Almost everyone has struggled with weight and body image at some point in their lives. We asked local weight loss medical specialists to talk about how serious the disease of obesity is and share tips on how to stay healthy and fit your entire life. (And of course, we threw in some pop culture to chat about Lizzo and reality TV.)

 

Participants:

Kashif Anwar, MD, Obesity Medicine Specialist Capital Health

Philip Collins, DO, Weight Management Specialist Rowan Medicine

Rebecca Fraid, DO, Primary Care Physician/ Weight Loss Specialist Inspira Health

Adeshola Fakulujo, MD, Director, Minimally Invasive Surgery Jefferson Health – new jersey

Rohit Patel, MD, Director, Center for Metabolic and Bariatric Surgery Cooper University Health Care

Suzanne Mackey, MD, Co-Founder, Salveo Weight Management

Moderator Marianne Aleardi, Publisher, SJ Magazine

 

The problem of obesity

The expectation is 50% of Americans will have a BMI (Body Mass Index) of 30 or greater by 2030, which is only 7 years away. And even more important: 20% of adolescents carry a diagnosis of obesity. When an adolescent is obese, it’s likely they will become an adult with progressive obesity.
Suzanne Mackey

Ten years ago, the prevalence of obesity was about 30%. The latest data we have, which is from 2017 to 2018, shows the prevalence is now about 42.4%. The prevalence of obesity is a serious problem.
Adeshola Fakulujo

We’ve made great progress in this country against coronary artery disease, heart attacks and strokes. But those advances are slowing. And a common thread to that is the counteracting influence of the obesity epidemic. We are not seeing the same declines anymore.
Kashif Anwar

Patients coming to my office drive past 6, 7, 8 fast food places and convenience stores. These are calorically dense, fast options for people who don’t have a lot of time to spend preparing foods because they’re taking care of their families, their work and everything else. Evolutionarily, this isn’t how we were supposed to develop.
Philip Collins

Weight Loss Medications

We have a number of medication options that, when used appropriately, can be very useful for weight loss and can even help some of the comorbid conditions that we see with obesity. Phentermine has been around since 1959. This is a classic medication that helps suppress your appetite. Some of the newer medications tend to work a little bit better. These are injectable medications given once a day or once a week. They work in a number of ways by decreasing appetite, regulating insulin and glucose, and slowing down how quickly the stomach empties.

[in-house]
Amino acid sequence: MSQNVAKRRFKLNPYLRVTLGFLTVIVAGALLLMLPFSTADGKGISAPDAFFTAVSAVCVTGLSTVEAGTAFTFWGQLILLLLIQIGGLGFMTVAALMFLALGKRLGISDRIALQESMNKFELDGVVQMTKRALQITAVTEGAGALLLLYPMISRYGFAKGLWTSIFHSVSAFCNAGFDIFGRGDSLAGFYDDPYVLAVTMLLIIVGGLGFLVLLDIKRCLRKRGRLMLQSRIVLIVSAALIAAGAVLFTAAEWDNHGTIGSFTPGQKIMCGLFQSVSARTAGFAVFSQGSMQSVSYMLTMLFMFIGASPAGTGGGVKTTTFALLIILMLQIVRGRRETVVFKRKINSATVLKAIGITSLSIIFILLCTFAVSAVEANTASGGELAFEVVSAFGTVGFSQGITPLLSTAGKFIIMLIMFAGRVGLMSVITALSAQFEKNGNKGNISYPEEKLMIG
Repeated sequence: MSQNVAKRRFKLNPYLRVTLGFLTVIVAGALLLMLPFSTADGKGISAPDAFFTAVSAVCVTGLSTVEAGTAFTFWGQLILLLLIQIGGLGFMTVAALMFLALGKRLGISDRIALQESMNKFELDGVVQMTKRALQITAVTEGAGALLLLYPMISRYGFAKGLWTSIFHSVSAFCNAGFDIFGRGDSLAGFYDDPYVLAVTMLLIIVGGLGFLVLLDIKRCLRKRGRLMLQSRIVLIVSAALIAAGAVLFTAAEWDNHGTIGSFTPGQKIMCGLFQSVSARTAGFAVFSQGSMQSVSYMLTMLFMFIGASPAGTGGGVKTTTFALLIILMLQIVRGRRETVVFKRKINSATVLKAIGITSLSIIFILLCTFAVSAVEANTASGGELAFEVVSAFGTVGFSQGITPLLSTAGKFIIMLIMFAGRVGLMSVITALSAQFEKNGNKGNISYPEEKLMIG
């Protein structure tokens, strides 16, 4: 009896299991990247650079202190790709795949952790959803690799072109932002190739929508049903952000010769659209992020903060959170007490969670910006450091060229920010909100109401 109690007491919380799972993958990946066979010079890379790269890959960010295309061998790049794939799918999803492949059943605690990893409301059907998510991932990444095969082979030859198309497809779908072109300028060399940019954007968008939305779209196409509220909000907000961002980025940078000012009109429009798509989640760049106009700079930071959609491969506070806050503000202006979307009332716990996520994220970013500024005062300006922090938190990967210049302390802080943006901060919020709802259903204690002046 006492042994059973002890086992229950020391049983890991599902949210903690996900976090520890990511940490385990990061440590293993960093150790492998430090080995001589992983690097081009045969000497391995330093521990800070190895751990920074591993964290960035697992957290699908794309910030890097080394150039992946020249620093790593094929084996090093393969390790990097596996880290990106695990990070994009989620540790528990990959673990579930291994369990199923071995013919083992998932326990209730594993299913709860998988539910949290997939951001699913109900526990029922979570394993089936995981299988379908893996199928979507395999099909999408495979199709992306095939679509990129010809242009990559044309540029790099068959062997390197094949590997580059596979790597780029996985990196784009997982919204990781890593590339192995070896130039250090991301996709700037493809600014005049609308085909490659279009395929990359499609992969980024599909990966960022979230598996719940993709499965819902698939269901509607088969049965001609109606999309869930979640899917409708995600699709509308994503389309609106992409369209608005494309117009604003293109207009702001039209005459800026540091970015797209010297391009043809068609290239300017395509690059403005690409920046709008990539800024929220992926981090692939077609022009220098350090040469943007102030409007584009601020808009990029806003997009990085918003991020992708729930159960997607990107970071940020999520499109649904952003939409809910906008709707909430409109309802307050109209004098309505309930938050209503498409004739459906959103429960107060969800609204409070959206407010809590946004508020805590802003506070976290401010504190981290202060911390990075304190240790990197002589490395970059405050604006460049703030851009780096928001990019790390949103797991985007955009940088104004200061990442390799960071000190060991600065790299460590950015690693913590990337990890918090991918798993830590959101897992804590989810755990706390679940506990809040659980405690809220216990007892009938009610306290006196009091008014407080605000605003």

Philip Collins

Insurance companies are getting better in terms of approving medications, but they can get away with legally saying this is a cosmetic condition, so they don’t need to cover treatment. Some insurance companies are smarter, but when I have to fill out a prior authorization form to get approval, most insurance companies will ask, “Have you tried this medication?” “Have you tried that medication?” But the 4 or 5 medications I use work completely differently, so the medication treatment I choose is for that individual patient.
Kashif Anwar

By the time patients come to me, many of them are so upset with themselves they’re ready to accept any help. I’m always very honest with them and I explain how the medication works, the potential side effects and why I think it would be appropriate for the patient. I give them the tools they need to understand treatment. They’re very open to this help, because most of them have tried everything.
Rebecca Fraid

In the past, we would use a weight loss medication and as soon as somebody hit their goal, the medication was stopped. But that’s when they’re in the most vulnerable window for weight regain. So people would think: Why use a weight loss drug? You’re just going to regain your weight when you stop. The problem is they stopped too soon, and we didn’t educate the patient on the risk of weight regain, how to prevent weight regain, and that need for longer treatment.
Suzanne Mackey

Medications are part of our toolbox for helping patients who struggle with the disease of obesity. Post-operatively, patients may still struggle long-term with maintaining weight. Medications can help to either make that process easier or make the results more long-lasting.
Rohit Patel

The patients they see

I see patients from all different walks of life – pediatrics up to people in their 80s and 90s, which I love seeing patients who want to change their life at that stage. A specialist might send someone to me with sleep apnea, diabetes, different cancer diagnoses or even rheumatologic autoimmune diseases. I also see patients who are underweight or they’re really struggling emotionally with their weight. It’s all different types of people.
Rebecca Fraid

I often see referrals from orthopedics, because insurance companies won’t approve a hip or knee replacement at certain BMIs. So a patient will come in needing to be a certain BMI before they can schedule surgery. It’s tough because they’re in pain, which makes exercise very difficult.
Suzanne Mackey